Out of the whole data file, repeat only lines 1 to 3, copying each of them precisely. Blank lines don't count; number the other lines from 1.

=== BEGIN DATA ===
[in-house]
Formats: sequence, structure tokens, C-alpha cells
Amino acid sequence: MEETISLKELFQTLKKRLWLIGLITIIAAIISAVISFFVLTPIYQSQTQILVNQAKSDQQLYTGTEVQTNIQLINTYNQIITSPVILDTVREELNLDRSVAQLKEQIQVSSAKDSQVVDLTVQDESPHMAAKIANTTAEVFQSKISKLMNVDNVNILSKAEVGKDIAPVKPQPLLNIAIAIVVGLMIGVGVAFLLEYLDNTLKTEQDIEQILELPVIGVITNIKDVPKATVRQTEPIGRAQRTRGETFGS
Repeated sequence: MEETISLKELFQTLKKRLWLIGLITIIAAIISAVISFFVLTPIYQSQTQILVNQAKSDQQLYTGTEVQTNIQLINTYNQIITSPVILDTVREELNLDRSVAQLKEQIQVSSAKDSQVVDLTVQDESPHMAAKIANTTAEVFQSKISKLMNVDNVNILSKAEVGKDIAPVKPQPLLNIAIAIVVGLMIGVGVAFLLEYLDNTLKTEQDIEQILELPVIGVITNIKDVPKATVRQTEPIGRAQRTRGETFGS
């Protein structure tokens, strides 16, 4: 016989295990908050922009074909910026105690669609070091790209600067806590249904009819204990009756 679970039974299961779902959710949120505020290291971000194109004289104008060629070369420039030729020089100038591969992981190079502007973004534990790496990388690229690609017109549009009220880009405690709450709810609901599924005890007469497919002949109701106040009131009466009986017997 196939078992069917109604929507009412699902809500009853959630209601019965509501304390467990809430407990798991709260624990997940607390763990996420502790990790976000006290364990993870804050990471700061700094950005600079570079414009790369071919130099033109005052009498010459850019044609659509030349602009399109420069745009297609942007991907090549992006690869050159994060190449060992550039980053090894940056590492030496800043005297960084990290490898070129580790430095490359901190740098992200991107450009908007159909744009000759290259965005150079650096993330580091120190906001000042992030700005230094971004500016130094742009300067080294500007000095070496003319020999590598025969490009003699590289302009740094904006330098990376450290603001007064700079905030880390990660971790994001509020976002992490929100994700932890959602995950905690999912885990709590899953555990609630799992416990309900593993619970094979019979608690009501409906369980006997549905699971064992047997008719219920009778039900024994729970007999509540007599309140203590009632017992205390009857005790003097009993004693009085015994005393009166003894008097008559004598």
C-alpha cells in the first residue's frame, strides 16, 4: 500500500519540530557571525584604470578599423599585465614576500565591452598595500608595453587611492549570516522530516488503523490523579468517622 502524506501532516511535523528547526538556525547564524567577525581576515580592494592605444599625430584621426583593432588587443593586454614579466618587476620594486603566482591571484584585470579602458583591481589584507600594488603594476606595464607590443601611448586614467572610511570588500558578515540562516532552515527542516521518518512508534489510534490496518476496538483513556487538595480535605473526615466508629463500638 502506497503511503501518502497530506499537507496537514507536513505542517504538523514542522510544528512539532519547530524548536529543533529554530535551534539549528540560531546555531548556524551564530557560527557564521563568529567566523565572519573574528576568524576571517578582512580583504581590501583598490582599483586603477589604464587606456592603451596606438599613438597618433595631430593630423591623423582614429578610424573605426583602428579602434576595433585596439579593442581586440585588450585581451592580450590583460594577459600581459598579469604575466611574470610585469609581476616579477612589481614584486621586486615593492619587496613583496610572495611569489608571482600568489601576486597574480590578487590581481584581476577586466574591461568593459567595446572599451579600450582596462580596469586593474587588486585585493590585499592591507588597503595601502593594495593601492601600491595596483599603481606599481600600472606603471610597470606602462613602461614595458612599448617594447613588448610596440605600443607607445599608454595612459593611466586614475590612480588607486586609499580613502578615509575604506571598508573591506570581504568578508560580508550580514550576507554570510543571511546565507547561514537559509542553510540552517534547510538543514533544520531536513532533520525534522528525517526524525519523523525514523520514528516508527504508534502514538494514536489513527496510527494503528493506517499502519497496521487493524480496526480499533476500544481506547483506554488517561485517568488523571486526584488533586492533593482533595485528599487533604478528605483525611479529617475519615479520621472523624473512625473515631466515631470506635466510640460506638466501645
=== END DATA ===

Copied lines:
[in-house]
Formats: sequence, structure tokens, C-alpha cells
Amino acid sequence: MEETISLKELFQTLKKRLWLIGLITIIAAIISAVISFFVLTPIYQSQTQILVNQAKSDQQLYTGTEVQTNIQLINTYNQIITSPVILDTVREELNLDRSVAQLKEQIQVSSAKDSQVVDLTVQDESPHMAAKIANTTAEVFQSKISKLMNVDNVNILSKAEVGKDIAPVKPQPLLNIAIAIVVGLMIGVGVAFLLEYLDNTLKTEQDIEQILELPVIGVITNIKDVPKATVRQTEPIGRAQRTRGETFGS